Japanese high court to rule on PM's shrine visits
A Japanese high court was to rule Thursday on the constitutionality of one of Prime Minister Junichiro Koizumi's visits to a Tokyo war shrine denounced by Japan's neighbors as glorifying militarism.
The Tokyo High Court is considering an appeal by plaintiffs whose suit demanding compensation for anguish caused by Koizumi's 2001 visit to Yasukuni shrine _ his first as prime minister _ was rejected by a lower court in November 2004.
In the previous ruling, the Chiba District Court near Tokyo threw out the 63 plaintiffs' call for a total 630 million yen (US$5.8 million; euro4.82 million) in damages, but did not rule on the constitutionality of the visits.
The high court decision comes amid intense media speculation about whether Koizumi will make another visit to Yasukuni, which enshrines Japan's 2.5 million war dead, including executed war criminals from World War II.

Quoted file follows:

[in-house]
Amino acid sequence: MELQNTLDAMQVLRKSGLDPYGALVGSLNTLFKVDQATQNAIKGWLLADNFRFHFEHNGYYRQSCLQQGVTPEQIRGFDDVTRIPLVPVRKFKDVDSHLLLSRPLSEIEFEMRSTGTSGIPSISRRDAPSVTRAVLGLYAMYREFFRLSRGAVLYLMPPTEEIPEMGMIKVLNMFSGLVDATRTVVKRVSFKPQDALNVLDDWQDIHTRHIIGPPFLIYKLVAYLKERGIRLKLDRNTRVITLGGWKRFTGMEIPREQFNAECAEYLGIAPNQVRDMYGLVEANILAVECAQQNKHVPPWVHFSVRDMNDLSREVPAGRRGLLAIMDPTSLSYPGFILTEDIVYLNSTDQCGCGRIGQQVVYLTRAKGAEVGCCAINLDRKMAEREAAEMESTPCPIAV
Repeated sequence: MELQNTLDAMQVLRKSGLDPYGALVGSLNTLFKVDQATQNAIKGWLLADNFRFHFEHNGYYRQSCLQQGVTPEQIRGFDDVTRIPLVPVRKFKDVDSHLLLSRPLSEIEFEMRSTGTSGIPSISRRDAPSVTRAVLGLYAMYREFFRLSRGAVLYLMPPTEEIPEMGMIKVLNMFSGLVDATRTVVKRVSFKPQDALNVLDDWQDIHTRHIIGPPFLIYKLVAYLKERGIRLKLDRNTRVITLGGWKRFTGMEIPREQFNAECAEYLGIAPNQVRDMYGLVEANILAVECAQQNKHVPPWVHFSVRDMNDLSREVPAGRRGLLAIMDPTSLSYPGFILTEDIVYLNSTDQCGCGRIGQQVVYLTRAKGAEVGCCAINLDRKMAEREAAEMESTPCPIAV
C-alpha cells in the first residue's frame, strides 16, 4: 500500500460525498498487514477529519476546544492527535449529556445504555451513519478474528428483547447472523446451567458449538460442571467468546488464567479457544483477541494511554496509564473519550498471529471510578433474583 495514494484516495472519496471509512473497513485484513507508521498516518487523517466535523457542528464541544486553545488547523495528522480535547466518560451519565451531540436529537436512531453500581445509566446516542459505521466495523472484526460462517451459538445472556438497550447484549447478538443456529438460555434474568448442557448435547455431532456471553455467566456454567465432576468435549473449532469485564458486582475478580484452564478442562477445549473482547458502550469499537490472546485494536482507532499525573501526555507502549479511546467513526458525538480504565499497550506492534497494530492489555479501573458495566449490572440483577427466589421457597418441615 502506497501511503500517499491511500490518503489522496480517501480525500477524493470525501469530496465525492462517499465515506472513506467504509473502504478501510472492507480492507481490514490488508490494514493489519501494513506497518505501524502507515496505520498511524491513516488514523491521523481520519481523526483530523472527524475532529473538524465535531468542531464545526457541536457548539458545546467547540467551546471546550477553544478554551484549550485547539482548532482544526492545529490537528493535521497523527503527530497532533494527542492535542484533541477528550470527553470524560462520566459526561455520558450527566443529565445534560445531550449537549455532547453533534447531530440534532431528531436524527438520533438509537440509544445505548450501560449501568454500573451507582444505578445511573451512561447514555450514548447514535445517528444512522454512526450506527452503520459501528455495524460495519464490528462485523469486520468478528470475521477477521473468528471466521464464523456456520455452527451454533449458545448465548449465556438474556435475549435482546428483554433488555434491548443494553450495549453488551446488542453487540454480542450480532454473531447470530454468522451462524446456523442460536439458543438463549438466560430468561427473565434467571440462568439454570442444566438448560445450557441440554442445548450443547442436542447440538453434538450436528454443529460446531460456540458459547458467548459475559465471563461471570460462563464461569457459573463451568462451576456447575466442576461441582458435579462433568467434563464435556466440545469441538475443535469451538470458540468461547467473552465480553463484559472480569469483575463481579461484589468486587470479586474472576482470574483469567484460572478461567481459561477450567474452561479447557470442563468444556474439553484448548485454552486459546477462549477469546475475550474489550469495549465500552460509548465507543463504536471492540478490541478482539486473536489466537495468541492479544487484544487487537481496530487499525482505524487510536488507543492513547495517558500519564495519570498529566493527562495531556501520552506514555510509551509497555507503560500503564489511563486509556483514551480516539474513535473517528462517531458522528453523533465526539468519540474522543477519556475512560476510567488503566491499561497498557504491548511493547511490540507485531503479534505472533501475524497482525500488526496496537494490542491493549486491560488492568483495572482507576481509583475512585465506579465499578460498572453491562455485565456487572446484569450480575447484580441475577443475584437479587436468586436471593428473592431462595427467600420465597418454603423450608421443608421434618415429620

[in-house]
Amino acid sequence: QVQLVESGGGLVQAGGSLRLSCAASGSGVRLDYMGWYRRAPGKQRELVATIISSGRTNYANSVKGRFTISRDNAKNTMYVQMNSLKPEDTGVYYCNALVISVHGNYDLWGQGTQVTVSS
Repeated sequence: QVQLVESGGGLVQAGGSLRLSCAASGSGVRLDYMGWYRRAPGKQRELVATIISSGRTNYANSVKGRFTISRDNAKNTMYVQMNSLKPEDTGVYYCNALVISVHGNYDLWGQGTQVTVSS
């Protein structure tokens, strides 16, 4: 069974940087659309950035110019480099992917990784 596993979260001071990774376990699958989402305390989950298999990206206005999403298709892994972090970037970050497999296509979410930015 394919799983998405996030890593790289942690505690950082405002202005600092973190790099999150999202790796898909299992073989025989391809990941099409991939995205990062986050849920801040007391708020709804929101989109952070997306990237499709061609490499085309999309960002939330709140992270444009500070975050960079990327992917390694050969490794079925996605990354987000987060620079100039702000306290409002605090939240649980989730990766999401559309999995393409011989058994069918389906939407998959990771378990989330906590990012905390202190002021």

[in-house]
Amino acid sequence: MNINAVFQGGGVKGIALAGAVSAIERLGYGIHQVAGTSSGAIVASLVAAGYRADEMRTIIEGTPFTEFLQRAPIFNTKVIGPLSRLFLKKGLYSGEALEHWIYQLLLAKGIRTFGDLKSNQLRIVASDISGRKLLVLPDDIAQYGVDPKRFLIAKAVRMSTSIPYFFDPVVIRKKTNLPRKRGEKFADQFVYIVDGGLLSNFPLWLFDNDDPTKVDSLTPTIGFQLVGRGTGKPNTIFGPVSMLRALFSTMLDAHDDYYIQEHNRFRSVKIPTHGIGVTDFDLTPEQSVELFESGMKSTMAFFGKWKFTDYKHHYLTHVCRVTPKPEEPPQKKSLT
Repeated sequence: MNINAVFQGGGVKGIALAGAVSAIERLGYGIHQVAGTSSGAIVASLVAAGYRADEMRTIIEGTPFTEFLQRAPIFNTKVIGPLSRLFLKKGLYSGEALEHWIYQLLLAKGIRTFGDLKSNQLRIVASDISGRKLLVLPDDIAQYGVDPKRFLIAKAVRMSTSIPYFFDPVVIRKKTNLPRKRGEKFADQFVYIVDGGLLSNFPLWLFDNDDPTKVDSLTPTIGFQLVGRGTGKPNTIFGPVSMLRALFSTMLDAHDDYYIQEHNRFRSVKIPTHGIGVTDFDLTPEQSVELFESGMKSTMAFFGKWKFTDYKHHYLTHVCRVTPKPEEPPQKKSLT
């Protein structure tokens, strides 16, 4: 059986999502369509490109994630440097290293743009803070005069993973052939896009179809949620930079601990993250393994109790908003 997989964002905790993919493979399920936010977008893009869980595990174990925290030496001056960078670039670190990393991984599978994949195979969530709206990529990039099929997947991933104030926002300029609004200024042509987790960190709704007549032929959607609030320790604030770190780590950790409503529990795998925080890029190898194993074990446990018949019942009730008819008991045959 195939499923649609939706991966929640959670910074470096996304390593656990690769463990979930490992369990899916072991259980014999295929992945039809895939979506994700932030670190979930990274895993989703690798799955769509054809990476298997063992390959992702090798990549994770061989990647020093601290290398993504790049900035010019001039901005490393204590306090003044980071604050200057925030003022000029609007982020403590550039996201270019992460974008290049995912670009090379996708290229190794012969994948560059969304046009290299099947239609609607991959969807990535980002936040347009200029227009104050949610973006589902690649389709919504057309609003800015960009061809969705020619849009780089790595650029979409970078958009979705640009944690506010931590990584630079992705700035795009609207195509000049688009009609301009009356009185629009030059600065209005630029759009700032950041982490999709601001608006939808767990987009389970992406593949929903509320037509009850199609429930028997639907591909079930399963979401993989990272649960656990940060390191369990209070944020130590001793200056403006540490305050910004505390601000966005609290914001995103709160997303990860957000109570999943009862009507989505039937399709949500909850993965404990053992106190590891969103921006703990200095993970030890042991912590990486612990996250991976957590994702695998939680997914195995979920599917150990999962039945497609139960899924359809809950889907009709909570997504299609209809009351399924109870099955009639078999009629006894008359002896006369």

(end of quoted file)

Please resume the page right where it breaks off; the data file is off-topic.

Koizumi argues that he has made the visits _ four since taking office in 2001 _ as a way of honoring those who lost their lives in Japan's wars, and to pray for peace. His last visit was January 2004, and some suspect he will visit again before the end of the year.
Worshipping there also serves a political purpose by satisfying the demands of the ruling Liberal Democratic Party's right-wing and an influential lobbying group made up of war veterans and the families of the war dead.
The visits, however, have enraged Japanese neighbors and contributed to deteriorating relations with South Korea and China, which bore the brunt of Tokyo's aggressive conquest of East Asia in the first half of the 20th century.
Critics say that Yasukuni, which considers fallen soldiers to be deities, glorifies Japan's past militarism, and Koizumi's worshipping there gives that view an official stamp of approval.
Shrine opponents also say the visits violate the constitutional separation of state and religion. Yasukuni belongs to Japan's native Shinto religion, which holds the emperor as its head priest.
Koizumi's visits have prompted a series of lawsuits. Fukuoka District Court in April 2004 ruled the 2001 visit violated the constitution. The ruling, however, does not have the power to prevent further visits.